Do not be fooled, was still a girl and a princess with access to things not available to the common man, and she did make the most of it. She was always into high fashion and jewels, even as a toddler. More over, even if she is often depicted as kindness itself, she did have a stubborn and adventurous streak. Her older brother, Bertie , and heir to the throne was her closest companion and partner in crime. They would sneak off to smoke cigarettes and occasionally pull pranks on the staff. They defended each other and would sneak each other little sweets under the door, when one of them was essential grounded for misbehavior.
Like her father, she was sensitive to others and the deep, profound questions of the world. The meaning of life and death, the suffering of it all. She had bouts of melancholy and was sometimes described as emotionally hypersensitive. When the Crimean War began Princess Alice was around eleven years old and was fascinated by Florence Nightingale. The stories of The Lady of the Lamp inspired Alice’s lifelong interest in nursing. Her more immediate experience will illness occurred soon after when four of Queen Victoria’s children caught Scarlet Fever, Alice included. All of them recovered, but these bouts were blamed for future weak constitution in their health.
Merely three years, later Alice’s world shook again. Her eldest sister, Vicky married at seventeen. With the Princess Royal out of the house, Alice was now the eldest daughter in the home and was expected to play more prominent role in the public duties of the family and gain new privileges as well.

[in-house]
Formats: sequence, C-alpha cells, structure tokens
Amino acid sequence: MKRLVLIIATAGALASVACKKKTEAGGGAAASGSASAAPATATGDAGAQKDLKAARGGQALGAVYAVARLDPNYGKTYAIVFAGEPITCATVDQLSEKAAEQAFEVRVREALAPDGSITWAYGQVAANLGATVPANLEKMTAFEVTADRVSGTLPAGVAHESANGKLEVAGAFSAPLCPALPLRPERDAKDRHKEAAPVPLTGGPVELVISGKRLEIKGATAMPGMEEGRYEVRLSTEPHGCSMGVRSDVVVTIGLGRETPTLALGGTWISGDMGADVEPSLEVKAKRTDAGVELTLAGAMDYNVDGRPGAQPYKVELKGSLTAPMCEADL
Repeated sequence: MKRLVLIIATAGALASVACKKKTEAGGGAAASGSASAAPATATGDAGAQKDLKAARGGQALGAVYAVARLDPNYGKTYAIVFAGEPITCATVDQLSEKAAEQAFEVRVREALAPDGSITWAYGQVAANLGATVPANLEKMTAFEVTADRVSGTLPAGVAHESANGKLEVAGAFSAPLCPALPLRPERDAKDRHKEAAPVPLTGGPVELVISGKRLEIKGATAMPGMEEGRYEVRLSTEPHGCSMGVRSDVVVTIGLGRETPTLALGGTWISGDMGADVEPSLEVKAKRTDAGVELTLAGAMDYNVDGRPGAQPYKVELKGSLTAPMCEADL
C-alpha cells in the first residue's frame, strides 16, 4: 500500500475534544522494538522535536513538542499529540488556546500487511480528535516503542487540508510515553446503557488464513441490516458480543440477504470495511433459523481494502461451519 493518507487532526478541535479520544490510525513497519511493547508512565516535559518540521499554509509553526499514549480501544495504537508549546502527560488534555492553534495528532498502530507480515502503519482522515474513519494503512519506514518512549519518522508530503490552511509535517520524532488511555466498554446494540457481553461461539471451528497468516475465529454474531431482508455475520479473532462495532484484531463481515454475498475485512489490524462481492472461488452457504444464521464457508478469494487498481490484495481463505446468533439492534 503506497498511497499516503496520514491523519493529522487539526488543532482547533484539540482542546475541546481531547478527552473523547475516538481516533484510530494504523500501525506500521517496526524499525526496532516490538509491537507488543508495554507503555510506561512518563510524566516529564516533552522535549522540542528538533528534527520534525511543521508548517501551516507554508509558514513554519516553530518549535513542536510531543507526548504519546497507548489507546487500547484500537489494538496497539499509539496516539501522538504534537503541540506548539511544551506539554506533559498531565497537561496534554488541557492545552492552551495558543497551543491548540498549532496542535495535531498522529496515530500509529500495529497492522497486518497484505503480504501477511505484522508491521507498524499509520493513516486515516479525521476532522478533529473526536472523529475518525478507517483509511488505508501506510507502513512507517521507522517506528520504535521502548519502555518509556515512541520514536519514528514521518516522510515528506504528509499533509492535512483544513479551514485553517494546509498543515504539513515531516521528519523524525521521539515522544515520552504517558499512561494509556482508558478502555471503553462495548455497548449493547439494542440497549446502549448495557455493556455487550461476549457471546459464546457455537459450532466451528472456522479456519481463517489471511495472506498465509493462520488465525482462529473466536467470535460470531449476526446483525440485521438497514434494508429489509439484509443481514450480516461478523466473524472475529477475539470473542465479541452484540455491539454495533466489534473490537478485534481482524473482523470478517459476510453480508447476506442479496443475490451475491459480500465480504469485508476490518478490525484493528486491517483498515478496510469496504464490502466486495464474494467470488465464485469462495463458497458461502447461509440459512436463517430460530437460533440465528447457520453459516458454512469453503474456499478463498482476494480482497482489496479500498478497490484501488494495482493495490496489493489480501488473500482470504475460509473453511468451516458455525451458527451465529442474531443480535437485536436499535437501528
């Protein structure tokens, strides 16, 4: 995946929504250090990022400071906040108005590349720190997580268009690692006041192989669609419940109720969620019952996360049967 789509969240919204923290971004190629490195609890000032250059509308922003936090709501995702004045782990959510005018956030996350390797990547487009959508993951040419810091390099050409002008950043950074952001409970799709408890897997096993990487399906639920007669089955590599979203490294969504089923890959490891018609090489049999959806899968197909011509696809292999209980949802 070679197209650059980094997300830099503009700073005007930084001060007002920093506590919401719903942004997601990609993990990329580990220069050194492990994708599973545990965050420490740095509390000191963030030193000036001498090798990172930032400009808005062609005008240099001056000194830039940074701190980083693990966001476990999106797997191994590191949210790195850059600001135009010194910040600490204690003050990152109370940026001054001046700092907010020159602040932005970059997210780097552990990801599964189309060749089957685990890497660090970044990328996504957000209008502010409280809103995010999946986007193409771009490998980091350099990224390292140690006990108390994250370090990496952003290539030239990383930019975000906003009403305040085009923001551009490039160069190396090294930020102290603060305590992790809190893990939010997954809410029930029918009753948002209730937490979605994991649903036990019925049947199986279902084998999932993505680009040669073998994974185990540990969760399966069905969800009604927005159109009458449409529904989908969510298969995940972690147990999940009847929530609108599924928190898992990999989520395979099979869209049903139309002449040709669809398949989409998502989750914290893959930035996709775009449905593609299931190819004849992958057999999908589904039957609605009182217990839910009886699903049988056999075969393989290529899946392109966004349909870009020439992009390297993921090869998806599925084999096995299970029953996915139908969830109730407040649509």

At fifteen-years-old, Alice’s grace and composure had won the affection of the crowds . . . she was now considered sufficiently mature to join her parents for dinner once or twice a week . . . Prince Albert now focused more intently on Alice’s education. Each evening she was invited to spend an hour alone with him to discuss history, politics, and literature to enable her to form opinions, which would, it was hoped, serve her well in her future role.–page 79
Around this time, Queen Victoria and her eldest daughter Vicky started scouting Europe for potential husbands for Alice. Asking for references and discreetly doing background checks on eligible bachelors and their families, with the focus on compatibility of personalities. Above all, Queen Victoria wished her daughter to have a good, kind husband, since it was obvious no one could out rank a Princess of England. Even though, Victoria was looking, she did not want her daughter married off “so early,” as Vicky’s had been. For now it was a waiting game.
The death of the Duchess of Kent, Queen Victoria’s mother, and Alice’s grandmother was Alice’s first personal experience with death. She saw the toll it took on both of her parents, but mainly how the Queen’s inconsolable grief wore down her father, although he would never admit it. Shockingly, ten months later, Alice would be by her father’s deathbed. Like her mother, and Vicky before her, Alice worshiped her father and everything he stood for. His death on December 14th of 1861 was a blow which she never really recovered, but unlike her mother, she did go on living. In the beginning, all her attention was refocused on taking care of the Queen after her husband’s passing. Part of the excessive grief displayed by most of the women in the royal family comes from a culture where the more dramatic the demonstrations the more loved and respected the deceased was. Since Vicky was already married and Bertie, was away and thought incompetent by his mother, Alice stepped in temporarily taking on the duties of “heir or right hand man.” Alice was only 18 years old.